Informational Barriers to Entry into Credit Markets
AbstractEconomic theory suggests that asymmetric information between incumbents and entrants can generate barriers to entry into credit markets. Incumbents have superior information about their own customers and the overall economic conditions of the local credit market. This implies that entrants are likely to experience higher loan default rates than the incumbents. We test these theoretical predictions using a unique database of 7,275 observations on 729 individual banks' lending in 95 Italian local markets. We find that informational asymmetries play a significant role in explaining entrants' loan default rates. The default rate is significantly higher for those banks that entered local markets without opening a branch, suggesting that having a branch on site may help to reduce the informational disadvantage. We also uncover a positive correlation between banks' loan default rates in individual local markets and the number of banks lending in that market. We argue that these informational barriers can help to explain why entry into many local credit markets by domestic and foreign banks was slow, even after substantial deregulation. Copyright 2006, Oxford University Press.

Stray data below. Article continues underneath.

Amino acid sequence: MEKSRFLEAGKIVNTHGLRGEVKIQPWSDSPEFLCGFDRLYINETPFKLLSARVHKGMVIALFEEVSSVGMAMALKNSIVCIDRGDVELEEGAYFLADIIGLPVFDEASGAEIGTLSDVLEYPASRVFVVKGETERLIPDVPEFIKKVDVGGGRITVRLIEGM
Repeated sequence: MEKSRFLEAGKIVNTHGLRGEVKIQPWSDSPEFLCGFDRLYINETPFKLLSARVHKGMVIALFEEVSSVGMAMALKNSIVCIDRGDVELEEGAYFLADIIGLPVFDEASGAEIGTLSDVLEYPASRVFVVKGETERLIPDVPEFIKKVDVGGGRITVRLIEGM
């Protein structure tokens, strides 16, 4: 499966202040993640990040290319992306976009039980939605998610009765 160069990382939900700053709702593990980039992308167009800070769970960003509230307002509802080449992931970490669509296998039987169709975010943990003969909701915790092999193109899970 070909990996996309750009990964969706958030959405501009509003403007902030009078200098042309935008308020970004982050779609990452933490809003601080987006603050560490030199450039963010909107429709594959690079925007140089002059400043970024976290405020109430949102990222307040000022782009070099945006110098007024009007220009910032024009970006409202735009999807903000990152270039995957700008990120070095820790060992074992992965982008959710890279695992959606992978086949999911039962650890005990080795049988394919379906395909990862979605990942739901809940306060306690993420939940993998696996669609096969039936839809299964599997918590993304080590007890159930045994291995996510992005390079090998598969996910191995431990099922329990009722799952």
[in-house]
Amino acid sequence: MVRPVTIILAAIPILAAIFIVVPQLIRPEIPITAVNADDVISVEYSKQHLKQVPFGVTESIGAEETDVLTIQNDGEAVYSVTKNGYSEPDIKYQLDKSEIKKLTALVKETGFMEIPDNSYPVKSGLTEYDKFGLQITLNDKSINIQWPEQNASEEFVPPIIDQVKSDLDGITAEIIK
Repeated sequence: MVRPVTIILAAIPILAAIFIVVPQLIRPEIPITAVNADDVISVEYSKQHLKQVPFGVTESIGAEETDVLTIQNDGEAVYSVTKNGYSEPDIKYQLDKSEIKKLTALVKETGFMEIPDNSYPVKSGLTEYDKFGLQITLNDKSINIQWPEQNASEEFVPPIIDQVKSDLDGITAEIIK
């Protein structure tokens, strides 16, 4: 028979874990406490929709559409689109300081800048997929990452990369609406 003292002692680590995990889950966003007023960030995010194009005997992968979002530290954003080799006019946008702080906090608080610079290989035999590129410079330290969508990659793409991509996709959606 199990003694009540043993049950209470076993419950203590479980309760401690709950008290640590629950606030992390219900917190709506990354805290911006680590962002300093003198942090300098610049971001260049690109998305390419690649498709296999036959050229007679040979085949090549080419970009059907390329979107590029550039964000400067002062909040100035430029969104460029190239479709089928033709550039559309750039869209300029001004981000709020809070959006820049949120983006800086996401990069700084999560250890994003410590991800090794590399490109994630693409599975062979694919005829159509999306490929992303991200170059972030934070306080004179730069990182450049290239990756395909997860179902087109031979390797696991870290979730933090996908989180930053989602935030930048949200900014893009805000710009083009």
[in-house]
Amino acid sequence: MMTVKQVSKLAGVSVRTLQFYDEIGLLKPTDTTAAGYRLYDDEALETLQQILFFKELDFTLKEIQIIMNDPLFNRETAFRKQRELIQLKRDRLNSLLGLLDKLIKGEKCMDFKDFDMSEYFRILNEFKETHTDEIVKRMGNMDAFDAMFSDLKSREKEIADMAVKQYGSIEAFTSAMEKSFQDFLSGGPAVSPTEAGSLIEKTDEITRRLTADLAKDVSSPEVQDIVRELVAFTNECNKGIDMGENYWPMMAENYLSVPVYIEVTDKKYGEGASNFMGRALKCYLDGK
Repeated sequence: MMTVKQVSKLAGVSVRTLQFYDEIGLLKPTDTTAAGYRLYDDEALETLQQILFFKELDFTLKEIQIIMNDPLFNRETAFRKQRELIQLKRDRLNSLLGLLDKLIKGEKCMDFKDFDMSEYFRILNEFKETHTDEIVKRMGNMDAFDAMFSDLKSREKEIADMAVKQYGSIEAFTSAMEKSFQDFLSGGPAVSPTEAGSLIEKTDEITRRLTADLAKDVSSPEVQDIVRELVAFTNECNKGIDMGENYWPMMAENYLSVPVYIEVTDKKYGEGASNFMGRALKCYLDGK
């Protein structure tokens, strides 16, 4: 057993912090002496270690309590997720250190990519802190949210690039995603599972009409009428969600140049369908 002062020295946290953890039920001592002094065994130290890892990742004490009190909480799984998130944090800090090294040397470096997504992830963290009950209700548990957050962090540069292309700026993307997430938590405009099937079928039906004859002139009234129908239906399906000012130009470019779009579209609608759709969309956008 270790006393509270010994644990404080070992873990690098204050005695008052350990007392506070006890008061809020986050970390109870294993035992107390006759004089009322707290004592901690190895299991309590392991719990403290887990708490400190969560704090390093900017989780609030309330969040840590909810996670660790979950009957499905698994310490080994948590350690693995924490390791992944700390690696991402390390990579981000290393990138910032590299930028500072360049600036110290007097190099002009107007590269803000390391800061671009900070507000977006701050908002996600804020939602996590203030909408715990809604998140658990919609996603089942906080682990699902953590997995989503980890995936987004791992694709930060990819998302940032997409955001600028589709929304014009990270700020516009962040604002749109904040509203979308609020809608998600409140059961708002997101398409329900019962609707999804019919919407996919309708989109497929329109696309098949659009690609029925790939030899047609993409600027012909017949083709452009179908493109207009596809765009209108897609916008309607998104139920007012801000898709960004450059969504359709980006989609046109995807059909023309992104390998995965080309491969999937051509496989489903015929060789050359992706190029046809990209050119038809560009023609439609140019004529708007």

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Bibliographic InfoArticle provided by European Finance Association in its journal Review of Finance.
Volume (Year): 10 (2006)
Issue (Month): 1 ()
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